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RANDYLAND!
by alongtheserivers
 GoodPoems
Jul 29, 2016 | 55 views | 0 0 comments | 1 1 recommendations | email to a friend | print | permalink

Greetings Poetry Lovers,

I'm sure I share with most, if not all of you, an abiding love for our beautiful city. Every community poet worth his or her salt has written at least one "Pittsburgh poem." Then there are the many outstanding photographs, paintings, essays, short stories, novels and films; the artists as well as the Pittsburghers themselves are moved by our special place, no question about it.

Recently, I discovered something new and unique in our city: Randyland!

What is Randyland?

Located at 1501 Arch Street, on the NorthSide, Randyland is billed as Pittburgh's "Most Colorful Landmark," as well as "The Happiest Place in Pennsylvania."

Actually the home of artist Randy Gilson, Randyland has also been called "a candy-colored testimony to one man's efforts to revitalize an inner-city neighborhood..."

At Randyland you will encounter outdoor art in a barrage of color: bright yellow dominates but makes way for all manner of painted objects , maps, animals, birds; walls adorned by elaborate designs, faces, creatures done up in purple, green, red; add to this raucous mélange the gaily adorned old cast-offs: I particularly was taken by the ringer washing machine and the multi-colored metal porch chairs hanging above my head. Folks, you've got to see it!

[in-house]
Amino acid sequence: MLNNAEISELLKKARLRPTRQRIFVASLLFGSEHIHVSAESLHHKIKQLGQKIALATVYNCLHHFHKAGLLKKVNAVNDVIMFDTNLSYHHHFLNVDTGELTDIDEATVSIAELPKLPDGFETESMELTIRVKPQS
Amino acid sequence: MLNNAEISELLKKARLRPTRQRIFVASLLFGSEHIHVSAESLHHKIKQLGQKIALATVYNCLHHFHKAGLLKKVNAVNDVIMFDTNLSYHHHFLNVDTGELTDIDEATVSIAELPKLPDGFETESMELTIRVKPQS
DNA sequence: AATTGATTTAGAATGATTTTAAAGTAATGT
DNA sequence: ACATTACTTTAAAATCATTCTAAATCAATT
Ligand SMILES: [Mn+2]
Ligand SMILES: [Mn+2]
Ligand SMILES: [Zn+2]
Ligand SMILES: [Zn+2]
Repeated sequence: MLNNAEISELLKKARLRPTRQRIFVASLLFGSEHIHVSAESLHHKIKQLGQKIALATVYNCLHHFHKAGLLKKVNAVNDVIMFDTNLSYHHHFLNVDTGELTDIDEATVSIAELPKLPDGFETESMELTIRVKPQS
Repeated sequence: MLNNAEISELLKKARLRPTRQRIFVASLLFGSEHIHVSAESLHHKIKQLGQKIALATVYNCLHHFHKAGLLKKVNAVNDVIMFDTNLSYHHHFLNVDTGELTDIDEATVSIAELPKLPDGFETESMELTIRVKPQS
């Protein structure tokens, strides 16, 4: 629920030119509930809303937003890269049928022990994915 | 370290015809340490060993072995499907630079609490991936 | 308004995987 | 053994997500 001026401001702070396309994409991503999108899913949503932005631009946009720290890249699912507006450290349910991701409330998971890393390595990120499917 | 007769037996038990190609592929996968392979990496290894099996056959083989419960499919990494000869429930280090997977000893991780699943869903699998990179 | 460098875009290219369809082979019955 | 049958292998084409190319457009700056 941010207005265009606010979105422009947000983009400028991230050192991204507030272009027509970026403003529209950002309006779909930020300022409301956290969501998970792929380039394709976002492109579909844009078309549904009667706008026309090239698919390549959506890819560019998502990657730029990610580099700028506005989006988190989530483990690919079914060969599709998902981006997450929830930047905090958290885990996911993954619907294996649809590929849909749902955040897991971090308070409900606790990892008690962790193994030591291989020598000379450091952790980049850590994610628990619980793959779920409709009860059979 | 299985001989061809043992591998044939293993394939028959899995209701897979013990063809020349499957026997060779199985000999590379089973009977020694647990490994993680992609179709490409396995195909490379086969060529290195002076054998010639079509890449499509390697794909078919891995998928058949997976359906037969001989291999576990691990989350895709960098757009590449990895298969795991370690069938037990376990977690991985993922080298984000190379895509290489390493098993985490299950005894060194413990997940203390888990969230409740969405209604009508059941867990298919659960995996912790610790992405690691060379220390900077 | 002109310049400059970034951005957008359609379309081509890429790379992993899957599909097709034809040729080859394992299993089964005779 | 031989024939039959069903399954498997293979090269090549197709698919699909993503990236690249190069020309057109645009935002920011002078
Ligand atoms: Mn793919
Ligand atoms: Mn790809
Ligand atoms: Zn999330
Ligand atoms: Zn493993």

Somewhere along a festooned wall at Randyland sits a Pittsburgh Poetry Box. What's that, you might ask? Another of our city's small wonders. A trio of poetry lovers have created small boxes, "poetry houses," placed here and there, which contain lovingly selected and printed poems, free for the taking. 

Currently, my poem, "Spring Fever," occupies a shelf alongside three others in the Poetry House at Randyland.

FYI, I will produce the poem here, but strongly urge you, the reader, to have the delightful experience of a visit to Randyland. I can assure you, it is unforgettable. 

 

 

 

Spring Fever   

 

 

The desire in the old man’s mind

is a stone anchor

that keeps his boney feet tethered

to the home place, dirt and all:

 

to own the first intruding green

he sees, the almost gold

that should burst to green

during his daily watch.

 

He must not miss the moment,

fears it may come forth

at once, like sudden water:

pouring, seamless.

 

His craving appears each spring.

He suspects this must be by design,

simple and meant to be, the way

morning overtakes the brightest moon.

 

Otherwise he would be able;

 

unpossessed, he would turn away,

free to leave the garden.     

                       ---JRR

 

Thanks for clicking in!   xo Judy

 

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